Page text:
Prof. Dr. Lars Pastewka from the Simulation group at the Department of Microsystems Engineering at the University of Freiburg and his team have simulated such...

Im Focus: Skyrmions like it hot: Spin structures are controllable even at high temperatures

Investigation of the temperature dependence of the skyrmion Hall effect reveals further insights into possible new data storage devices

The joint research project of Johannes Gutenberg University Mainz (JGU) and the Massachusetts Institute of Technology (MIT) that had previously demonstrated...

Im Focus: Making the internet more energy efficient through systemic optimization

Researchers at Chalmers University of Technology, Sweden, recently completed a 5-year research project looking at how to make fibre optic communications systems more energy efficient. Among their proposals are smart, error-correcting data chip circuits, which they refined to be 10 times less energy consumptive. The project has yielded several scientific articles, in publications including Nature Communications.

Streaming films and music, scrolling through social media, and using cloud-based storage services are everyday activities now.

Im Focus: New synthesis methods enhance 3D chemical space for drug discovery

After helping develop a new approach for organic synthesis -- carbon-hydrogen functionalization -- scientists at Emory University are now showing how this approach may apply to drug discovery. Nature Catalysis published their most recent work -- a streamlined process for making a three-dimensional scaffold of keen interest to the pharmaceutical industry.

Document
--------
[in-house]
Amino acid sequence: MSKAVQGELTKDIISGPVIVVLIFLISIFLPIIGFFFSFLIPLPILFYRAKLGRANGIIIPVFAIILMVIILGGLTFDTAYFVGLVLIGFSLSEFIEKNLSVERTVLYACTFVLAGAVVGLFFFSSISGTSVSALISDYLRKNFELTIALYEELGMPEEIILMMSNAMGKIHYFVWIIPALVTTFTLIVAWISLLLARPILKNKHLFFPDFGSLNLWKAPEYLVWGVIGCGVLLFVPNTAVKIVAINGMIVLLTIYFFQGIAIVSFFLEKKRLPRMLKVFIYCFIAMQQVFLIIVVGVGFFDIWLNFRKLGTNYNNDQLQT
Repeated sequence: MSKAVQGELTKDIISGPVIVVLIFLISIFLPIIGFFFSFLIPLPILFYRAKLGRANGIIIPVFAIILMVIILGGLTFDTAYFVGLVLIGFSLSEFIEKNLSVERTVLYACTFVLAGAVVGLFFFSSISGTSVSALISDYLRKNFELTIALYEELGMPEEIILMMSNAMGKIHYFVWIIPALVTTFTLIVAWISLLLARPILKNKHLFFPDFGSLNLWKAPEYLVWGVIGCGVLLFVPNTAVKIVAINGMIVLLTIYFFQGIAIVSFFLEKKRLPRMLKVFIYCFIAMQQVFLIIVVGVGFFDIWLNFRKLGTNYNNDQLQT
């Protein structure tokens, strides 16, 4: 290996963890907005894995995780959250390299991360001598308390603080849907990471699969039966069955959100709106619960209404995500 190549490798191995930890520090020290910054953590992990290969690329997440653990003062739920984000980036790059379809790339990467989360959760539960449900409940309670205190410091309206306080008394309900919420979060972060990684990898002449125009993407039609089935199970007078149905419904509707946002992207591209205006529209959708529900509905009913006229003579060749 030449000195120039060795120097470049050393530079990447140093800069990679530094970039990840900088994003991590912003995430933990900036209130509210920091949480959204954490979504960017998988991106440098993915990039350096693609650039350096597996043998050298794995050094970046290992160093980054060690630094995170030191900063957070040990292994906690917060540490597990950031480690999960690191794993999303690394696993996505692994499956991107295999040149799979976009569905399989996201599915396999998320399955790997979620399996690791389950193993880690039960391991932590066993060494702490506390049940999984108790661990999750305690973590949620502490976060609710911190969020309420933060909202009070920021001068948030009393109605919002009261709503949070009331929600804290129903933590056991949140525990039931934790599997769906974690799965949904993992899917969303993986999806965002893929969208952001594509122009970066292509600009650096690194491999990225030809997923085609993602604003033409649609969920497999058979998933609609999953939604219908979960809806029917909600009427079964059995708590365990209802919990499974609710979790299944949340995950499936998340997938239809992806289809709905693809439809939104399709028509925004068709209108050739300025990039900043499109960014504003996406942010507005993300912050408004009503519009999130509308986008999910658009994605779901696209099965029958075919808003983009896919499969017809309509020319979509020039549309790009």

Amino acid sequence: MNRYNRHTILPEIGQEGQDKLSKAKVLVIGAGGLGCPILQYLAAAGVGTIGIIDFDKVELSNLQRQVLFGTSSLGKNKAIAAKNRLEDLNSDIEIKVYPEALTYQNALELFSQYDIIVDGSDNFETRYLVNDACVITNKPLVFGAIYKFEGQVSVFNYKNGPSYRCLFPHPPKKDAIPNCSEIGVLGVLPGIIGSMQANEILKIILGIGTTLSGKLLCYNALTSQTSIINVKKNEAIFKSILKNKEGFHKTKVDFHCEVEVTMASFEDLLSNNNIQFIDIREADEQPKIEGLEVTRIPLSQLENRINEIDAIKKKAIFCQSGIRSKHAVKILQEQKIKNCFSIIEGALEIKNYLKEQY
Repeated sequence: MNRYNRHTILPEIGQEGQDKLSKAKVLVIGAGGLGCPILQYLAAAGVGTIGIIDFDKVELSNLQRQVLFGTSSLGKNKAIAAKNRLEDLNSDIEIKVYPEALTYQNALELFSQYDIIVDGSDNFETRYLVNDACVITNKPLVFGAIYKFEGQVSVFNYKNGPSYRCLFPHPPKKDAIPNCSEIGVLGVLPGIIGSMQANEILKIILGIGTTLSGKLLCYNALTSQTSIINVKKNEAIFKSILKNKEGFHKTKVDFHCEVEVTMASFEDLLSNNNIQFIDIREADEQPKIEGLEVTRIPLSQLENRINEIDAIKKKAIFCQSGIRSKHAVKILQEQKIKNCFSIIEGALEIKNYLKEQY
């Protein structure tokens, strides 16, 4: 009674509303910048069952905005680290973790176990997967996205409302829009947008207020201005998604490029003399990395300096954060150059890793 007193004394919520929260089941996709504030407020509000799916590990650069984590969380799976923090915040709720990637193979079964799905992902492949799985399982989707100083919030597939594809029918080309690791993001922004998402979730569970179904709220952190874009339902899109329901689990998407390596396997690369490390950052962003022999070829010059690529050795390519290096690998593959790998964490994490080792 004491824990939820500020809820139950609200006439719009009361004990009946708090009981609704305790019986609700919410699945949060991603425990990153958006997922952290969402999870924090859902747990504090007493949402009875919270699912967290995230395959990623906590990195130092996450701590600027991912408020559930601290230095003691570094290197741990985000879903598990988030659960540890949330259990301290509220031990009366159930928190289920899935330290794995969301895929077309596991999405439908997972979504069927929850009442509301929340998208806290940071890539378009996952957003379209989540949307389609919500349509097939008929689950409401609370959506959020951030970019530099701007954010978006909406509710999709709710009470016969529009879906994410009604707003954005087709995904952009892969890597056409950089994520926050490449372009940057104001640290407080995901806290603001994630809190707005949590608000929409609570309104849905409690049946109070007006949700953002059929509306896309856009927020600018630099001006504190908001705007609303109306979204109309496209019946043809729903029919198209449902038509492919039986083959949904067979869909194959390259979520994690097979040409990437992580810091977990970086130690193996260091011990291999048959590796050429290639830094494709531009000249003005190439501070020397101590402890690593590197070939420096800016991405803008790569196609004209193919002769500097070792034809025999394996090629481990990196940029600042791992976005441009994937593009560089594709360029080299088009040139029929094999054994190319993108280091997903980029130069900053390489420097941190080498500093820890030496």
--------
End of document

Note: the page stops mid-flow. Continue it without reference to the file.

"Our tools open up whole new chemical space for potential drug targets," says Huw Davies, Emory professor of organic chemistry and senior author of the paper.

Im Focus: Quantum fluctuations sustain the record superconductor

Superconductivity approaching room temperature may be possible in hydrogen-rich compounds at much lower pressures than previously expected

Reaching room-temperature superconductivity is one of the biggest dreams in physics. Its discovery would bring a technological revolution by providing...

All Focus news of the innovation-report >>>

Anzeige

Anzeige

VideoLinks
Industry & Economy
Event News

70th Lindau Nobel Laureate Meeting: Around 70 Laureates set to meet with young scientists from approx. 100 countries

12.02.2020 | Event News

11th Advanced Battery Power Conference, March 24-25, 2020 in Münster/Germany

16.01.2020 | Event News

Laser Colloquium Hydrogen LKH2: fast and reliable fuel cell manufacturing

15.01.2020 | Event News

 
Latest News

Movement of a liquid droplet generates over 5 volts of electricity

18.02.2020 | Power and Electrical Engineering

Powering the future: Smallest all-digital circuit opens doors to 5 nm next-gen semiconductor

18.02.2020 | Information Technology

Studying electrons, bridging two realms of physics: connecting solids and soft matter

18.02.2020 | Physics and Astronomy

VideoLinks
Science & Research
Overview of more VideoLinks >>>